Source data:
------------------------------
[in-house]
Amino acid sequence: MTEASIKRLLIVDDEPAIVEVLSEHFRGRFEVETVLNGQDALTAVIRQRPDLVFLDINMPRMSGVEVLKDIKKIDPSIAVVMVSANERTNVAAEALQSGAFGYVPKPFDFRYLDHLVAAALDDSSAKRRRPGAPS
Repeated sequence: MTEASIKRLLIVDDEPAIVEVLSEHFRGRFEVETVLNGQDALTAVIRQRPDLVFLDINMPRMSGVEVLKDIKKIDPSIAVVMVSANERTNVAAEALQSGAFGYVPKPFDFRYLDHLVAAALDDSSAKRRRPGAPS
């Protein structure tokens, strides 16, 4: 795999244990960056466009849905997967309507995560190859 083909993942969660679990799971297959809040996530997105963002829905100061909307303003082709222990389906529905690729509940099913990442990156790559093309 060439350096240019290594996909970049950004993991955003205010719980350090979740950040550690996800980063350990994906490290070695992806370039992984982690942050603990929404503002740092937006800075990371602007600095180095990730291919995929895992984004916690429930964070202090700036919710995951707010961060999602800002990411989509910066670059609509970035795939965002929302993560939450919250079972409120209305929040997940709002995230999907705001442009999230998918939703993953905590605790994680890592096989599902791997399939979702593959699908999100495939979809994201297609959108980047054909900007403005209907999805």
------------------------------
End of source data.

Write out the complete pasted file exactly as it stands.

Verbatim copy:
[in-house]
Amino acid sequence: MTEASIKRLLIVDDEPAIVEVLSEHFRGRFEVETVLNGQDALTAVIRQRPDLVFLDINMPRMSGVEVLKDIKKIDPSIAVVMVSANERTNVAAEALQSGAFGYVPKPFDFRYLDHLVAAALDDSSAKRRRPGAPS
Repeated sequence: MTEASIKRLLIVDDEPAIVEVLSEHFRGRFEVETVLNGQDALTAVIRQRPDLVFLDINMPRMSGVEVLKDIKKIDPSIAVVMVSANERTNVAAEALQSGAFGYVPKPFDFRYLDHLVAAALDDSSAKRRRPGAPS
């Protein structure tokens, strides 16, 4: 795999244990960056466009849905997967309507995560190859 083909993942969660679990799971297959809040996530997105963002829905100061909307303003082709222990389906529905690729509940099913990442990156790559093309 060439350096240019290594996909970049950004993991955003205010719980350090979740950040550690996800980063350990994906490290070695992806370039992984982690942050603990929404503002740092937006800075990371602007600095180095990730291919995929895992984004916690429930964070202090700036919710995951707010961060999602800002990411989509910066670059609509970035795939965002929302993560939450919250079972409120209305929040997940709002995230999907705001442009999230998918939703993953905590605790994680890592096989599902791997399939979702593959699908999100495939979809994201297609959108980047054909900007403005209907999805």